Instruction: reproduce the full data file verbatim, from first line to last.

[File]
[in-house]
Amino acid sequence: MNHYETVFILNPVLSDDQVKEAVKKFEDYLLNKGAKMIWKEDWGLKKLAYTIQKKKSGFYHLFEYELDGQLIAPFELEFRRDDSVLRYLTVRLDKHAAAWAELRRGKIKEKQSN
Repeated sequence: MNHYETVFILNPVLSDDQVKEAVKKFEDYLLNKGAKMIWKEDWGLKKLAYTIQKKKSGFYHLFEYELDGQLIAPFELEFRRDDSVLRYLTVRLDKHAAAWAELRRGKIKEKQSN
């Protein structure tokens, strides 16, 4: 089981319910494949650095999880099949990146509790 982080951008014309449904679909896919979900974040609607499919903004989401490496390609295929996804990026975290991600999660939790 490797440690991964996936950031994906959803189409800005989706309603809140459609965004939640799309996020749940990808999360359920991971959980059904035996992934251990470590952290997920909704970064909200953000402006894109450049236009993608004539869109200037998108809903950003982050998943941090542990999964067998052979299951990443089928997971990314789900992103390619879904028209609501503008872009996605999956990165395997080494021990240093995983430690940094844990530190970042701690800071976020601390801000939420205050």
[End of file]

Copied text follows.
[in-house]
Amino acid sequence: MNHYETVFILNPVLSDDQVKEAVKKFEDYLLNKGAKMIWKEDWGLKKLAYTIQKKKSGFYHLFEYELDGQLIAPFELEFRRDDSVLRYLTVRLDKHAAAWAELRRGKIKEKQSN
Repeated sequence: MNHYETVFILNPVLSDDQVKEAVKKFEDYLLNKGAKMIWKEDWGLKKLAYTIQKKKSGFYHLFEYELDGQLIAPFELEFRRDDSVLRYLTVRLDKHAAAWAELRRGKIKEKQSN
């Protein structure tokens, strides 16, 4: 089981319910494949650095999880099949990146509790 982080951008014309449904679909896919979900974040609607499919903004989401490496390609295929996804990026975290991600999660939790 490797440690991964996936950031994906959803189409800005989706309603809140459609965004939640799309996020749940990808999360359920991971959980059904035996992934251990470590952290997920909704970064909200953000402006894109450049236009993608004539869109200037998108809903950003982050998943941090542990999964067998052979299951990443089928997971990314789900992103390619879904028209609501503008872009996605999956990165395997080494021990240093995983430690940094844990530190970042701690800071976020601390801000939420205050």